Rabies vaccine and immunoglobulin supply and logistics: Challenges and opportunities for rabies elimination in Kenya
Introduction:
In Kenya rabies is endemic and has been reported in the countryrnfor more than a hundred years 16. In 2014 Kenya launched a 15-rnyear strategy to end human deaths from dog rabies by 2030. Thernstrategy uses a progressive reduction in rabies risk starting elimina-rntion programs in five pilot counties Siaya Kisumu Makueni KituirnMachakos before extending to neighbouring counties until therncountry is free of rabies 1617. The elimination program is focusedrnon mass dog vaccinations prompt provision of PEP public healthrneducation and awareness on rabies strengthening rabies surveil-rnlance and operational research to aid in optimal delivery of theserninterventions. In 2010 Kenya adopted a new constitution thatrnchanged governance from a central government system to arndevolved system consisting of two levels of government: nationalrngovernment and 47 county governments. As a result in 2012 healthrnservices were devolved to be financed and run by the county govern-rnments. Although rabies elimination activities have commenced inrnparts of the country there is little data on PEP and RIG availabilityrnand accessibility in counties and nationally
Objectives:
This study addresses the strategy of prompt provision of PEP forrnpatients bitten by suspect rabid dogs. We assessed the rabies vac-rncine infrastructure including the logistics flow demand and sup-rnply and forecasting for PEP and RIG at the national county andrnsub-county levels. We compared it with the system used for rou-rntine vaccines to identify the challenges and opportunities forrnimproving the availability accessibility and affordability of rabiesrnPEP to achieve elimination of human rabies in the country.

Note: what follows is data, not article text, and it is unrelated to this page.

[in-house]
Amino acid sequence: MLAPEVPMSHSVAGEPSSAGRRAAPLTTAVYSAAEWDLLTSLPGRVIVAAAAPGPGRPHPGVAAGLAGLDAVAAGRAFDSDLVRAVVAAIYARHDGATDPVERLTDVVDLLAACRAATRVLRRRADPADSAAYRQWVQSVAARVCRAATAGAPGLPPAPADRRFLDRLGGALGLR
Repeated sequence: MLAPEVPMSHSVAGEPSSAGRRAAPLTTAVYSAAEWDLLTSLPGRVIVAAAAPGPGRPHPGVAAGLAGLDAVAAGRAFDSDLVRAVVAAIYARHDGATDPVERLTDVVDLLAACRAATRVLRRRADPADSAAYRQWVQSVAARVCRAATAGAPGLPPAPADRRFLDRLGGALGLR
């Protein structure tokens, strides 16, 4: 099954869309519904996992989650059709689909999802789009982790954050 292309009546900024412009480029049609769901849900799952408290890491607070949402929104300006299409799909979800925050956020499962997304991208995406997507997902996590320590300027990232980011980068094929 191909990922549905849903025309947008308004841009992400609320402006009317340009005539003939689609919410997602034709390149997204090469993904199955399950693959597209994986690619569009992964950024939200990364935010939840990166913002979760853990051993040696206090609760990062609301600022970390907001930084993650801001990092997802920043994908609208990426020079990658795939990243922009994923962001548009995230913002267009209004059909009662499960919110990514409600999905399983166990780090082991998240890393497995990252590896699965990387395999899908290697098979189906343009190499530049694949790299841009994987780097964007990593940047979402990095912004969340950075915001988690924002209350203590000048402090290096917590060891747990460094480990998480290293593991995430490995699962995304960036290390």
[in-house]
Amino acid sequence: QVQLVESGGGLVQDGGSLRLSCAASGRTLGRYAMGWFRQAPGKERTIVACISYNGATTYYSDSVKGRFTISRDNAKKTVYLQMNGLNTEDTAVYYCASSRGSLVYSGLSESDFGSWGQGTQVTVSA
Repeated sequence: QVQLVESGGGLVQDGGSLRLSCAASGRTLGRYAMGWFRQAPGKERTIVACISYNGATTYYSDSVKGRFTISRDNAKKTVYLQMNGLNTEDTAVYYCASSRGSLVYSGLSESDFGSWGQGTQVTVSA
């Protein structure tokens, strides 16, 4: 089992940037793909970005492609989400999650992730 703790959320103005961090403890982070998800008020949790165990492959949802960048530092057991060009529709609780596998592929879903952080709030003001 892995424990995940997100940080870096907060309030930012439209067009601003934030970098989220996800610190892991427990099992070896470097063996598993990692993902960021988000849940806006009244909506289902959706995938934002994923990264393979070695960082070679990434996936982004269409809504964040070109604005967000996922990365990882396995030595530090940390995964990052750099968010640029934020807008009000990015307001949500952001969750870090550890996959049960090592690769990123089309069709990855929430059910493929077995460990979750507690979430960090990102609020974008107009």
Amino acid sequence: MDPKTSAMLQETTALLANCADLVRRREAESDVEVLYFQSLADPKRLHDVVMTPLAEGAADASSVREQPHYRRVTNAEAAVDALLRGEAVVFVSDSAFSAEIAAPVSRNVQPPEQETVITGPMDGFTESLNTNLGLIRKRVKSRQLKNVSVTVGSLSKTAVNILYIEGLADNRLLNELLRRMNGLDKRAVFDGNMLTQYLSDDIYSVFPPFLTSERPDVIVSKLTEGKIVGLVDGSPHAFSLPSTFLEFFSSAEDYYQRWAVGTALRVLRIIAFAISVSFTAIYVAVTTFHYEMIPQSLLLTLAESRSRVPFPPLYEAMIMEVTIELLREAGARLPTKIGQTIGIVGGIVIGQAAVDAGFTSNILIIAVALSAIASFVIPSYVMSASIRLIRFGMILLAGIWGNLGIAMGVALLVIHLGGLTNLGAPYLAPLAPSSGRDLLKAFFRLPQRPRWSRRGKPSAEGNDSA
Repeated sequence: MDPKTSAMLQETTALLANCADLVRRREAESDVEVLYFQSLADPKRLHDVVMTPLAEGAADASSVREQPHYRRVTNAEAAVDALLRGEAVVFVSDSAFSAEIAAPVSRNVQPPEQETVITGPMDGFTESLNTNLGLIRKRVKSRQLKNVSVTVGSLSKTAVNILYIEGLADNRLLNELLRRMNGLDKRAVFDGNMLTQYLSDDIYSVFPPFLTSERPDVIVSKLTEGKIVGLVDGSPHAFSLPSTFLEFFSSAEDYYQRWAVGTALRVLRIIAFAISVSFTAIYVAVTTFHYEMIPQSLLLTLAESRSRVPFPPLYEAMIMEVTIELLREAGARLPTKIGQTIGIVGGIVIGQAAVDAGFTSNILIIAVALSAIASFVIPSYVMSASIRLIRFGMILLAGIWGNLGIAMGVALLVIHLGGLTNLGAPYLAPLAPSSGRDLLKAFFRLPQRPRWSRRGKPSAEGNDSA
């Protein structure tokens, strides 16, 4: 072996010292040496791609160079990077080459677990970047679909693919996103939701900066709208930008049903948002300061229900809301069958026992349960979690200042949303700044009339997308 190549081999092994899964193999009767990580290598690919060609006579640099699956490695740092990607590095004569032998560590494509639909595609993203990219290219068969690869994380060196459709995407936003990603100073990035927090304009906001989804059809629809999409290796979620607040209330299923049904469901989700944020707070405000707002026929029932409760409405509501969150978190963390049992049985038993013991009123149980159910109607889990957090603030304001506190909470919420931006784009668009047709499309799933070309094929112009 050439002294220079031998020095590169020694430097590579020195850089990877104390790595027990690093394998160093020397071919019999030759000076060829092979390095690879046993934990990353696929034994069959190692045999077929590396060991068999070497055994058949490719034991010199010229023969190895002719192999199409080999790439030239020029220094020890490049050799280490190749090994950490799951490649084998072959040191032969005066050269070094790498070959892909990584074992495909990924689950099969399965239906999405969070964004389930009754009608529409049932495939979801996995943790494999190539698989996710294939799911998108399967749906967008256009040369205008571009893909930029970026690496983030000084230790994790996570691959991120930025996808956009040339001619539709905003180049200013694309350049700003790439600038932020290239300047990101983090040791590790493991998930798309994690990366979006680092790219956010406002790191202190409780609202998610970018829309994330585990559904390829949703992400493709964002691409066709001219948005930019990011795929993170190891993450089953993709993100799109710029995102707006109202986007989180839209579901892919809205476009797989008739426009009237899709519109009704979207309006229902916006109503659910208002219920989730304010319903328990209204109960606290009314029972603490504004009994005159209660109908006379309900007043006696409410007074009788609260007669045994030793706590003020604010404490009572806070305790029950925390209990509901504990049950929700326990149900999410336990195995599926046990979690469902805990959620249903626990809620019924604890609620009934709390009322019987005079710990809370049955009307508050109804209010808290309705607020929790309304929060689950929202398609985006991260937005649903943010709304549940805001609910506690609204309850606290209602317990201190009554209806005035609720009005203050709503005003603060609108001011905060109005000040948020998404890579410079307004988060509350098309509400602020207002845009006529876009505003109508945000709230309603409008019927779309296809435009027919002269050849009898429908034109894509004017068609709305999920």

Methodology:
We assessed the availability forecasting and supply chain logisticsrnfor rabies PEP in Kenya compared with the system used for vaccines in the expanded program of immu-rnnization routine vaccines. Semi-structured questionnaires capturing data on forecasting procurementrndistribution cold chain and storage monitoring and reporting for routine vaccines and rabies vaccinesrnand RIG were administered to 35 key personnel at the national county sub-county and health facilityrnlevels in five counties.
Findings:
This study has shown considerable in-country variability in thernavailability of rabies vaccines and immunoglobulin a less robustrnand inadequate supply system for rabies biologicals operated sep-rnarately to that used by routine vaccines use of the intramuscularrnroute for PEP administration as opposed to the dose-saving intra-rndermal route and a high cost of rabies PEP and RIG to bite patients.rnTaken together our results point to a sub-optimal system requiringrnspecific improvements to achieve prompt provision of rabies PEPrnfor persons exposed to rabies.
Results:
Results showed large variability in PEP availability stockouts ranged from 3 torn36 weeks per year with counties implementing rabies elimination activities having shorter stockouts.rnPEP is administered intramuscularly using the 5-dose Essen regimen day 0 3 7 14 and 28. PEP costsrnto bite patients were reported to range from 10 to 15 US dollars per dose RIG was seldom available. Arnless robust supply and logistics infrastructure is used for rabies PEP compared to routine vaccines.
Conclusion:
Prompt provision of rabies PEP remains a critical strategy tornKenya achieving zero human deaths from rabies by 2030. Integrat-rning the provision of rabies vaccines and immunoglobulin withinrnthe health system including using existing infrastructure forrnroutine vaccines extending the DHIS2 reporting system to coverrnPEP demand use and compliance supporting universal healthrncoverage better health financing and free provision of PEP as wellrnas adoption of ID vaccination regimens and creation of integratedrnbite management programs can all increase progress towardsrneliminating human rabies by 2030.
Publication Information
Author(s):
Focus County(s):
Makueni County
Programme Area(s):
Infectious and Parasitic Diseases
Research Priority Area(s):
Mycology
Disease Domain(s):
Rabies
Document History:
Publication Date: 03.Jun.2019
Conference Title:
Venue: